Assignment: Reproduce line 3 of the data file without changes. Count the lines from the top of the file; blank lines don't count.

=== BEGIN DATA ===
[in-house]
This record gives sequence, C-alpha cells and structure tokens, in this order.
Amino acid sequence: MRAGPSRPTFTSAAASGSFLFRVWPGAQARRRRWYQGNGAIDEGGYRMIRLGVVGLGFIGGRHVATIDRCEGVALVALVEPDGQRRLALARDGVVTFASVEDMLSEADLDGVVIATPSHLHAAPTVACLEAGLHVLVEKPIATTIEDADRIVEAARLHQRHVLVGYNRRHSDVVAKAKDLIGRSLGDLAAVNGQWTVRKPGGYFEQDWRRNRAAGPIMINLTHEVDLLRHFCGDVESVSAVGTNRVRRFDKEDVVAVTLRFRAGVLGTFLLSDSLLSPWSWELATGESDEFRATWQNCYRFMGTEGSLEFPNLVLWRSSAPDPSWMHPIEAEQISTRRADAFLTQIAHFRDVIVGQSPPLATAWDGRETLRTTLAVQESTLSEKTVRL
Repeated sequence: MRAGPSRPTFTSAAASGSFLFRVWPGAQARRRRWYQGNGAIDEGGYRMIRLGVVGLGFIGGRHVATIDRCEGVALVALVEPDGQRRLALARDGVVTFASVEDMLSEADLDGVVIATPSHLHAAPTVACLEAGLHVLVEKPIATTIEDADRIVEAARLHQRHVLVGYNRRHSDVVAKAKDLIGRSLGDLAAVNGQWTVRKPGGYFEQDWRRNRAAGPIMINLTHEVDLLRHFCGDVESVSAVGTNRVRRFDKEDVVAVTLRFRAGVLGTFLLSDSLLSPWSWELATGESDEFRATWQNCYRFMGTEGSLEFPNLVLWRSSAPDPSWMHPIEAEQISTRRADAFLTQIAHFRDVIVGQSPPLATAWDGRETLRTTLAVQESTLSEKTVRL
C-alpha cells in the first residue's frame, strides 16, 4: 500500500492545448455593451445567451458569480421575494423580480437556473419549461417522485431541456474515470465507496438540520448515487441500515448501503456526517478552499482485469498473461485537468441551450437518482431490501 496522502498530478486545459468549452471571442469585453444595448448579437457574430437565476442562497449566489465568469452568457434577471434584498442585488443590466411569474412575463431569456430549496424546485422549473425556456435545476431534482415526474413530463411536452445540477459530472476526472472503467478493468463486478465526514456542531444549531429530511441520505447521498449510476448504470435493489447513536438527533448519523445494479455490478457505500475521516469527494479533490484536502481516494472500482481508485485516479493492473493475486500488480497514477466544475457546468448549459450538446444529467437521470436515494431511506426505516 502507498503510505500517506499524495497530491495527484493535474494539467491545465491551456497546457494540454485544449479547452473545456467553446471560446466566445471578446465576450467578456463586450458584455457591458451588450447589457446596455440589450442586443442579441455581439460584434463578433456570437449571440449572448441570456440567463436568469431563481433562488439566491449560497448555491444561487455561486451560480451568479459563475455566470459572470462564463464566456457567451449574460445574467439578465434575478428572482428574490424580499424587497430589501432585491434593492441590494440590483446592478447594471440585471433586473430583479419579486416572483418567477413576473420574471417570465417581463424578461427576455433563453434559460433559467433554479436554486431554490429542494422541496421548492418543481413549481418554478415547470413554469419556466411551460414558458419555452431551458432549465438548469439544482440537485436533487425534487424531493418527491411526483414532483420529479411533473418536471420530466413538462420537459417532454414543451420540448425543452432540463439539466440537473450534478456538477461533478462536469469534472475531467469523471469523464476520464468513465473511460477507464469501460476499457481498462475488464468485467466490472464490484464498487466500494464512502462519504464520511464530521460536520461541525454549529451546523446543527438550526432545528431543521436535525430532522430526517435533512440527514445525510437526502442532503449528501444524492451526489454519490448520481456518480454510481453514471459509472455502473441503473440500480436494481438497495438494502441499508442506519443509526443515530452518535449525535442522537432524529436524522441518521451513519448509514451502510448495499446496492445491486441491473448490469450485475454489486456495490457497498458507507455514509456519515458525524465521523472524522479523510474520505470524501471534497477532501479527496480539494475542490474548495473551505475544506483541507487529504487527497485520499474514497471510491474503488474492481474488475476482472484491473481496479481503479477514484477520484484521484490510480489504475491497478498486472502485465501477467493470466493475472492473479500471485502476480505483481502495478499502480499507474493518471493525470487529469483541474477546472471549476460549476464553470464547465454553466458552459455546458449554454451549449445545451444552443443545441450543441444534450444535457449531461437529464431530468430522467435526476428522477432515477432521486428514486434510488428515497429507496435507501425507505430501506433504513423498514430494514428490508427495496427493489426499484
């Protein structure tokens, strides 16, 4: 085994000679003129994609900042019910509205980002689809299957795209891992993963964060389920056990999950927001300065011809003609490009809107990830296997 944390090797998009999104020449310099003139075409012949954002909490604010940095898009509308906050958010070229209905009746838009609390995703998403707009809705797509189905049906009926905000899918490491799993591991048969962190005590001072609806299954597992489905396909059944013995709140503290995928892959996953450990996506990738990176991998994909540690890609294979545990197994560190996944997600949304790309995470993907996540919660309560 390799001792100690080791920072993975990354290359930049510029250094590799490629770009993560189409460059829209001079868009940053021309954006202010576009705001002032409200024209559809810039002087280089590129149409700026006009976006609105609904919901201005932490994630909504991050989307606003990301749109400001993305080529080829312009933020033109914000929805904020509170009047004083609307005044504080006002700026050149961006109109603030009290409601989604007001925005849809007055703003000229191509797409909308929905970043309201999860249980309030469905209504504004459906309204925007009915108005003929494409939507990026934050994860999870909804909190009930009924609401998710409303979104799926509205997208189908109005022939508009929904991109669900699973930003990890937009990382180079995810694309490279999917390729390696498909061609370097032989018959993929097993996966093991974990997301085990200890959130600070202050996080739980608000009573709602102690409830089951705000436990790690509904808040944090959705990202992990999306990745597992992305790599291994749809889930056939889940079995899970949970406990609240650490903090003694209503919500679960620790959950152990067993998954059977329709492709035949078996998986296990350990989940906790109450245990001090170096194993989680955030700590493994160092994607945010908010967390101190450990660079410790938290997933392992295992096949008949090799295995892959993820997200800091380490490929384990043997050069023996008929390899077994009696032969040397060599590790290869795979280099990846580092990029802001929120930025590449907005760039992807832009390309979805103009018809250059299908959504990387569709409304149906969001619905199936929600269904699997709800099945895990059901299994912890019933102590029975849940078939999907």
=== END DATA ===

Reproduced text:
Amino acid sequence: MRAGPSRPTFTSAAASGSFLFRVWPGAQARRRRWYQGNGAIDEGGYRMIRLGVVGLGFIGGRHVATIDRCEGVALVALVEPDGQRRLALARDGVVTFASVEDMLSEADLDGVVIATPSHLHAAPTVACLEAGLHVLVEKPIATTIEDADRIVEAARLHQRHVLVGYNRRHSDVVAKAKDLIGRSLGDLAAVNGQWTVRKPGGYFEQDWRRNRAAGPIMINLTHEVDLLRHFCGDVESVSAVGTNRVRRFDKEDVVAVTLRFRAGVLGTFLLSDSLLSPWSWELATGESDEFRATWQNCYRFMGTEGSLEFPNLVLWRSSAPDPSWMHPIEAEQISTRRADAFLTQIAHFRDVIVGQSPPLATAWDGRETLRTTLAVQESTLSEKTVRL